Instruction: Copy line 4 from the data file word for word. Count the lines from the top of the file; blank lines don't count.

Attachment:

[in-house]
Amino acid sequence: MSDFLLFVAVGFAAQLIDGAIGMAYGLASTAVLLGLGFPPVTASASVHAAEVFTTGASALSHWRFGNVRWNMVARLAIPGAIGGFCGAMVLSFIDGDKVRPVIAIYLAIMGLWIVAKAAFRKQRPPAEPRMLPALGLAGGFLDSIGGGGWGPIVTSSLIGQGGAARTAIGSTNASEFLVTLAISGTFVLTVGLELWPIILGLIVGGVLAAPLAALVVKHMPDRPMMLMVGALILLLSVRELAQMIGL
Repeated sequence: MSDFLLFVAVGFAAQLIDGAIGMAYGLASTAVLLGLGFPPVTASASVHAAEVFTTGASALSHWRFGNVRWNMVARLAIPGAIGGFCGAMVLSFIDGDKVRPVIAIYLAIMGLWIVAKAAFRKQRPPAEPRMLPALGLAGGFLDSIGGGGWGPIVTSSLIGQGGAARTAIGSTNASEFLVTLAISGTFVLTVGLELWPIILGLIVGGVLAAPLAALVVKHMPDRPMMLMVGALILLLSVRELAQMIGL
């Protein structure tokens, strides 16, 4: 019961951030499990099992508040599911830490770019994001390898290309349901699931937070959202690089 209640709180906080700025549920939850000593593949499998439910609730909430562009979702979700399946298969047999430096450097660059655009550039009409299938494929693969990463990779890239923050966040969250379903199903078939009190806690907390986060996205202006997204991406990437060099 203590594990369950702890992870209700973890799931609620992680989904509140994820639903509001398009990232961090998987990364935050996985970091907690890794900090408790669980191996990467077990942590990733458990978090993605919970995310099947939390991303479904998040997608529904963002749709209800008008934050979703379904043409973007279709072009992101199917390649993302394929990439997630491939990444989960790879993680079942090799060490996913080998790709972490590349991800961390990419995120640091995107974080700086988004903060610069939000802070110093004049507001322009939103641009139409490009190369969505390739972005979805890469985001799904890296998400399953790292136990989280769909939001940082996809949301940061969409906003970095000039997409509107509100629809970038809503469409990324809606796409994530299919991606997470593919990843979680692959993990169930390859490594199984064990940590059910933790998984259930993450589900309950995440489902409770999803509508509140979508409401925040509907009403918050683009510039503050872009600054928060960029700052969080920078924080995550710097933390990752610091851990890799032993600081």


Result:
């Protein structure tokens, strides 16, 4: 019961951030499990099992508040599911830490770019994001390898290309349901699931937070959202690089 209640709180906080700025549920939850000593593949499998439910609730909430562009979702979700399946298969047999430096450097660059655009550039009409299938494929693969990463990779890239923050966040969250379903199903078939009190806690907390986060996205202006997204991406990437060099 203590594990369950702890992870209700973890799931609620992680989904509140994820639903509001398009990232961090998987990364935050996985970091907690890794900090408790669980191996990467077990942590990733458990978090993605919970995310099947939390991303479904998040997608529904963002749709209800008008934050979703379904043409973007279709072009992101199917390649993302394929990439997630491939990444989960790879993680079942090799060490996913080998790709972490590349991800961390990419995120640091995107974080700086988004903060610069939000802070110093004049507001322009939103641009139409490009190369969505390739972005979805890469985001799904890296998400399953790292136990989280769909939001940082996809949301940061969409906003970095000039997409509107509100629809970038809503469409990324809606796409994530299919991606997470593919990843979680692959993990169930390859490594199984064990940590059910933790998984259930993450589900309950995440489902409770999803509508509140979508409401925040509907009403918050683009510039503050872009600054928060960029700052969080920078924080995550710097933390990752610091851990890799032993600081």